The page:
Tuesday, July 12, 2016

Clinic References from Indy 2016

Another hectic week at the NMRA Convention! It was great to meet with folks from across the country (and around the world) to share ideas on layout design and operations.

Most layouts in the area are located in basements – it’s no wonder that the Midwest is a hotbed of model railroading – a dry basement is the perfect environment for a layout. Those of us on the west coast could be forgiven for feeling a little envious!

Handouts and/or slides for my clinics from the week are found here.

Update: The handout link on the above page for A Quick and Easy Start for Operations has been corrected.

Saturday, June 25, 2016

LDJ-58: Going Vertical, Mountain Mushroom, Sectional Switching, and More

Layout Design Journal #58 (First Quarter 2016) was quite a bit behind schedule, but is in the mail now and print subscribers should receive it during June and early July. Subscribers for the on-line downloadable version have received email notices.

This issue includes: Going vertical in 13’ X 13’ provides more towns to switch in an HO multi-deck layout set in 1944 in eastern Washington and built in a room constructed inside a garage. Mountain Challenge entry: Coal-hauling mountain mushroom-style multi-deck in S scale plus ideas on supporting upper decks. Steps in designing a sectional N scale switching layout of the Western Pacific’s San Jose branch in the 1960s based on prototype documents. Unique railcar storage idea keeps cars and paperwork together, secure, and accessible. LDSIG Board of Directors election and Indy NMRA 2016 plans.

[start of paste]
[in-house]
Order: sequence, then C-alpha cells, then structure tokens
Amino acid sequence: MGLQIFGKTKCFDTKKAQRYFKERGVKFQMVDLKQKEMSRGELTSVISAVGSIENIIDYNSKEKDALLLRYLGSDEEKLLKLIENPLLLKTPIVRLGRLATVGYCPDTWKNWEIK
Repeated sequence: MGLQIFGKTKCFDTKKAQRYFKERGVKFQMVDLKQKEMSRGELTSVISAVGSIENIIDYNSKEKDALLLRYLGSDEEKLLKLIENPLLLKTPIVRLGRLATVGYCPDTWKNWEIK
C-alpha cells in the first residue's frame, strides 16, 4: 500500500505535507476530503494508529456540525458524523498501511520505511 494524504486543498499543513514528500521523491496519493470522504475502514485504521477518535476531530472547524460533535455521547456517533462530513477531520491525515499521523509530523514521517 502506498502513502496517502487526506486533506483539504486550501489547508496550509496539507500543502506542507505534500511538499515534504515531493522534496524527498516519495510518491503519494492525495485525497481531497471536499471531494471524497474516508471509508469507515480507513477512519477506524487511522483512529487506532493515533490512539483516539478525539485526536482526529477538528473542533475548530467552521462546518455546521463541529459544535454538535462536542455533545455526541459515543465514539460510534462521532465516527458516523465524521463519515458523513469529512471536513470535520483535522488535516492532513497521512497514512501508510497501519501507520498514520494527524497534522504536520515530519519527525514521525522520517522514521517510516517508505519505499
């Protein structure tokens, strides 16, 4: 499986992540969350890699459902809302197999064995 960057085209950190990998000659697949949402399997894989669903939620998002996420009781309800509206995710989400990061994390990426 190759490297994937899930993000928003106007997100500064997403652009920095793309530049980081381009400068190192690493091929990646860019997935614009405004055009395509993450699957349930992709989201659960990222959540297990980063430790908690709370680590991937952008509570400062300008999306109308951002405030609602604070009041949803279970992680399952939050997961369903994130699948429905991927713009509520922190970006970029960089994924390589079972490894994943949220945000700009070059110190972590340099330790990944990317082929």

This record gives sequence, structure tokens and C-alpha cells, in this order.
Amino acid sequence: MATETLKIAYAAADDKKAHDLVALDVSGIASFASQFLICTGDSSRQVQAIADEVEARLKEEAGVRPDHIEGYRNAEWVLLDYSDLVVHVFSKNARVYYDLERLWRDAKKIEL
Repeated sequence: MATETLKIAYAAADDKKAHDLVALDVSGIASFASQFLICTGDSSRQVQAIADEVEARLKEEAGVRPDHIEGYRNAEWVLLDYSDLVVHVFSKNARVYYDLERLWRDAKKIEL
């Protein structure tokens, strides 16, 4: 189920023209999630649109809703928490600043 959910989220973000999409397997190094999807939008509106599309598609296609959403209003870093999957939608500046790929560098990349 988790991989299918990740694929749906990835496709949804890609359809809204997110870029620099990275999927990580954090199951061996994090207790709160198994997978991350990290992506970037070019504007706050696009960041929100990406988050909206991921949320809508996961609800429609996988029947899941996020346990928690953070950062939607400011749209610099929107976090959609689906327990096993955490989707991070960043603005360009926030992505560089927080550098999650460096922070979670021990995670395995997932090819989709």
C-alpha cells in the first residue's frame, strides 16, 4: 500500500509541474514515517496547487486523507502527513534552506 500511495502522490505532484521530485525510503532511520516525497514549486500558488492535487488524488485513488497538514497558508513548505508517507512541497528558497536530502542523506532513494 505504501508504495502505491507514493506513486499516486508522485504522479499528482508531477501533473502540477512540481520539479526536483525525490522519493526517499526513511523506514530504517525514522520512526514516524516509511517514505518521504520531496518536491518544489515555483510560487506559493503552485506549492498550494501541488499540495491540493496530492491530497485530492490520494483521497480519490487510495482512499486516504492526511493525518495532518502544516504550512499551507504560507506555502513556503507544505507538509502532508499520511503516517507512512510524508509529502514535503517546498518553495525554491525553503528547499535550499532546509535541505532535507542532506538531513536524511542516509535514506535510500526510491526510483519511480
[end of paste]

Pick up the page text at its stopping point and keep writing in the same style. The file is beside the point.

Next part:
Download a free “Sampler” of a few pages of LDJ-58

To begin or renew your LDSIG membership, visit this link

Wednesday, February 10, 2016

Adapting Armstrong, Mountain Challenge, LDE, and more in LDJ-57

The latest Layout Design Journal is #57. It includes:
- Adapting and building a classic Armstrong design from the ‘50s
- Mountain Challenge: New Mexico Logger plus ATSF
- Prototype documents to create LDEs
- Three room-sized N scale switching layouts: 1960s, 1970s, 1990s
- Ideas from LDSIG tours
Download a free sampler of this issue

To subscribe for paper or on-line delivery, join the LDSIG today!

Tuesday, November 03, 2015

Layout Design Journal Update -- in Color!

The Layout Design Journal of the Layout Design SIG has had some important improvements since I last posted about it here. Beginning with LDJ-52, the LDJ is now published in full color. In addition, a new low-cost option allows LDSIG members to receive the LDJ via Adobe Acrobat download. (Print memberships are still available, of course.) There are lots of great ideas in every issue of the LDJ -- just check out the free downloadable “Sampler” links below to see more -- and join the LDSIG today!

Layout Design Journal #56
- Designing for Passenger and Freight Interchange on the Yosemite Valley
- Staging yard evolves to full-featured yard
- Pulp Mill as an HO Layout Design Element
- Room to roll for realism in bulk commodity industries
- Panel: “What would you do differently?”
Download a free sampler of this issue

Layout Design Journal #55
- A sectional HO design for former interurbans turned freight feeders in California
- Designing a Great Northern branch junction yard based on the prototype using “dimensionless sketching”
- A spare-room-sized HO track plan based on the Midland Continental, a real-life shortline and bridge route in North Dakota
- Building a freelanced freight yard based on best practices
Download a free sampler of this issue

Layout Design Journal #54
Track Plans Based on a Single Industry
- Paper Mill Variations
- Steel in 32 Square Feet
- Cement, Cars, and a Little Beer
Download a free sampler of this issue